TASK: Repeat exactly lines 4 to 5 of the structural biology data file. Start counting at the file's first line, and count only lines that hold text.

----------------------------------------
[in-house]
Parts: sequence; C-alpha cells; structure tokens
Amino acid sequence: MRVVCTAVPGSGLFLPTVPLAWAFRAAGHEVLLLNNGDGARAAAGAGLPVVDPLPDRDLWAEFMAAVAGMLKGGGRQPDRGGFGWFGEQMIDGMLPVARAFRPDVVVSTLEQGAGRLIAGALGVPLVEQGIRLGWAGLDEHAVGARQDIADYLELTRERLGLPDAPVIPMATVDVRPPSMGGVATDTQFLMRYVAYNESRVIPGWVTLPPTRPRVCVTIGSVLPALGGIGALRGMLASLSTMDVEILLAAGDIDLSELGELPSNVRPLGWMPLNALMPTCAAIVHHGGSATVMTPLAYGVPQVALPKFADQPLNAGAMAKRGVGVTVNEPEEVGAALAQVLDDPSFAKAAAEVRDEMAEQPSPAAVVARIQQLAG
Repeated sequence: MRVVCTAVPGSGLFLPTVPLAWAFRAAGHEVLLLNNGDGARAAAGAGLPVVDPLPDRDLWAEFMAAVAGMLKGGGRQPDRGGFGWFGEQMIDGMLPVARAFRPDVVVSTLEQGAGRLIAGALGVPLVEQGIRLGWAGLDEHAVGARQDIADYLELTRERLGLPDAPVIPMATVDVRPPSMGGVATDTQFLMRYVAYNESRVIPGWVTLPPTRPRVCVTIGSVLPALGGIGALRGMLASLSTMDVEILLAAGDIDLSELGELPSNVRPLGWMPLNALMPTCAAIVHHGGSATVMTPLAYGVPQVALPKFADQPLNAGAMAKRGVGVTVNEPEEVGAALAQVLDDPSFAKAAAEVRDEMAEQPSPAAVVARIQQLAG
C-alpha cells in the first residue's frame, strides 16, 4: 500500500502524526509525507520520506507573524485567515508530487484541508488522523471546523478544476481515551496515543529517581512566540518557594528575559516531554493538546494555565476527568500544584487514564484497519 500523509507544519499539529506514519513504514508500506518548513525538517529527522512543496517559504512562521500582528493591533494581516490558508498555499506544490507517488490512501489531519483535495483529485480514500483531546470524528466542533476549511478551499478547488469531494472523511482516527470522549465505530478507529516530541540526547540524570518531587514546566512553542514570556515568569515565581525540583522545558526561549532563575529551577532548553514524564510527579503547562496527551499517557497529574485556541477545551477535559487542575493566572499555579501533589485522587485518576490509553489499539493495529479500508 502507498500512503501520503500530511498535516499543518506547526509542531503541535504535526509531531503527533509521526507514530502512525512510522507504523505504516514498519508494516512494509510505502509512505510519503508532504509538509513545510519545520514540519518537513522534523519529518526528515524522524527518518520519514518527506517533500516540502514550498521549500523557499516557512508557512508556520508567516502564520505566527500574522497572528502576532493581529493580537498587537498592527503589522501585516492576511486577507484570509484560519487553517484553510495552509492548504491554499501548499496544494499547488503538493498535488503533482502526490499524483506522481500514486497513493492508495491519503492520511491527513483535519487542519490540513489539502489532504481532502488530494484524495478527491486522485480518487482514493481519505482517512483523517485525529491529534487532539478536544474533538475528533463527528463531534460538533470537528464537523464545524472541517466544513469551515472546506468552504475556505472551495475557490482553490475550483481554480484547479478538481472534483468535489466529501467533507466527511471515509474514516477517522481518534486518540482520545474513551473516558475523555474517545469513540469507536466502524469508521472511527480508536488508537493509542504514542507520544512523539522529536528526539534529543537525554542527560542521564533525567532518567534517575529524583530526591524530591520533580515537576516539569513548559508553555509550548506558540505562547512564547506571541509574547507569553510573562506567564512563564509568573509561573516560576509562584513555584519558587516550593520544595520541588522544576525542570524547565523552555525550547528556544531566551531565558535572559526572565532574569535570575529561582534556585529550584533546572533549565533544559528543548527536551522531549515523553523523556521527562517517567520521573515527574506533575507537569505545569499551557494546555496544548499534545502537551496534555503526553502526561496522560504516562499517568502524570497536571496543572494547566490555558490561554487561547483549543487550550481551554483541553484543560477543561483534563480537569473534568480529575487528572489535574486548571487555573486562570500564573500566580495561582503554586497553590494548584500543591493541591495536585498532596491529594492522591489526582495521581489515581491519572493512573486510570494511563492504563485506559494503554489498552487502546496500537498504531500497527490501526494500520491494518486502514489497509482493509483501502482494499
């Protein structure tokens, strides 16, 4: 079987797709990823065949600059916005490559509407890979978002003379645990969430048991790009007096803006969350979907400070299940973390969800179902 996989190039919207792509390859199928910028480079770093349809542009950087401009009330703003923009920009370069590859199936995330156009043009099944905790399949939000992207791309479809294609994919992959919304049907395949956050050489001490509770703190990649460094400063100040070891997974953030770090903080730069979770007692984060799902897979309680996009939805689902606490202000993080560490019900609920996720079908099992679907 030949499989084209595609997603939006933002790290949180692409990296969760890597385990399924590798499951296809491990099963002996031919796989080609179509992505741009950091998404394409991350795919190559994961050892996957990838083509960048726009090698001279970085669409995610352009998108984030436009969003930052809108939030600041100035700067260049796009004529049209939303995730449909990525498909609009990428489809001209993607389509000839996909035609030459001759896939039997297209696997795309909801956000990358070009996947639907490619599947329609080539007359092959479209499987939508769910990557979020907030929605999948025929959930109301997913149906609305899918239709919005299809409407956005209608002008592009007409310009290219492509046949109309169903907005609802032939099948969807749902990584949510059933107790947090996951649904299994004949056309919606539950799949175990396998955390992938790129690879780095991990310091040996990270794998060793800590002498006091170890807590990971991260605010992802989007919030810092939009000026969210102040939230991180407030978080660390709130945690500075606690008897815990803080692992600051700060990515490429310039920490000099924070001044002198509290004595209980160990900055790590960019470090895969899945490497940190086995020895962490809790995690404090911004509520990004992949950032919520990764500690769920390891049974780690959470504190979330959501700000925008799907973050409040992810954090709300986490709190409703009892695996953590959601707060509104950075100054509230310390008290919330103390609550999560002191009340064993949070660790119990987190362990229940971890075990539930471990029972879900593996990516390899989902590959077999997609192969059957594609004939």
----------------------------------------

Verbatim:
Repeated sequence: MRVVCTAVPGSGLFLPTVPLAWAFRAAGHEVLLLNNGDGARAAAGAGLPVVDPLPDRDLWAEFMAAVAGMLKGGGRQPDRGGFGWFGEQMIDGMLPVARAFRPDVVVSTLEQGAGRLIAGALGVPLVEQGIRLGWAGLDEHAVGARQDIADYLELTRERLGLPDAPVIPMATVDVRPPSMGGVATDTQFLMRYVAYNESRVIPGWVTLPPTRPRVCVTIGSVLPALGGIGALRGMLASLSTMDVEILLAAGDIDLSELGELPSNVRPLGWMPLNALMPTCAAIVHHGGSATVMTPLAYGVPQVALPKFADQPLNAGAMAKRGVGVTVNEPEEVGAALAQVLDDPSFAKAAAEVRDEMAEQPSPAAVVARIQQLAG
C-alpha cells in the first residue's frame, strides 16, 4: 500500500502524526509525507520520506507573524485567515508530487484541508488522523471546523478544476481515551496515543529517581512566540518557594528575559516531554493538546494555565476527568500544584487514564484497519 500523509507544519499539529506514519513504514508500506518548513525538517529527522512543496517559504512562521500582528493591533494581516490558508498555499506544490507517488490512501489531519483535495483529485480514500483531546470524528466542533476549511478551499478547488469531494472523511482516527470522549465505530478507529516530541540526547540524570518531587514546566512553542514570556515568569515565581525540583522545558526561549532563575529551577532548553514524564510527579503547562496527551499517557497529574485556541477545551477535559487542575493566572499555579501533589485522587485518576490509553489499539493495529479500508 502507498500512503501520503500530511498535516499543518506547526509542531503541535504535526509531531503527533509521526507514530502512525512510522507504523505504516514498519508494516512494509510505502509512505510519503508532504509538509513545510519545520514540519518537513522534523519529518526528515524522524527518518520519514518527506517533500516540502514550498521549500523557499516557512508557512508556520508567516502564520505566527500574522497572528502576532493581529493580537498587537498592527503589522501585516492576511486577507484570509484560519487553517484553510495552509492548504491554499501548499496544494499547488503538493498535488503533482502526490499524483506522481500514486497513493492508495491519503492520511491527513483535519487542519490540513489539502489532504481532502488530494484524495478527491486522485480518487482514493481519505482517512483523517485525529491529534487532539478536544474533538475528533463527528463531534460538533470537528464537523464545524472541517466544513469551515472546506468552504475556505472551495475557490482553490475550483481554480484547479478538481472534483468535489466529501467533507466527511471515509474514516477517522481518534486518540482520545474513551473516558475523555474517545469513540469507536466502524469508521472511527480508536488508537493509542504514542507520544512523539522529536528526539534529543537525554542527560542521564533525567532518567534517575529524583530526591524530591520533580515537576516539569513548559508553555509550548506558540505562547512564547506571541509574547507569553510573562506567564512563564509568573509561573516560576509562584513555584519558587516550593520544595520541588522544576525542570524547565523552555525550547528556544531566551531565558535572559526572565532574569535570575529561582534556585529550584533546572533549565533544559528543548527536551522531549515523553523523556521527562517517567520521573515527574506533575507537569505545569499551557494546555496544548499534545502537551496534555503526553502526561496522560504516562499517568502524570497536571496543572494547566490555558490561554487561547483549543487550550481551554483541553484543560477543561483534563480537569473534568480529575487528572489535574486548571487555573486562570500564573500566580495561582503554586497553590494548584500543591493541591495536585498532596491529594492522591489526582495521581489515581491519572493512573486510570494511563492504563485506559494503554489498552487502546496500537498504531500497527490501526494500520491494518486502514489497509482493509483501502482494499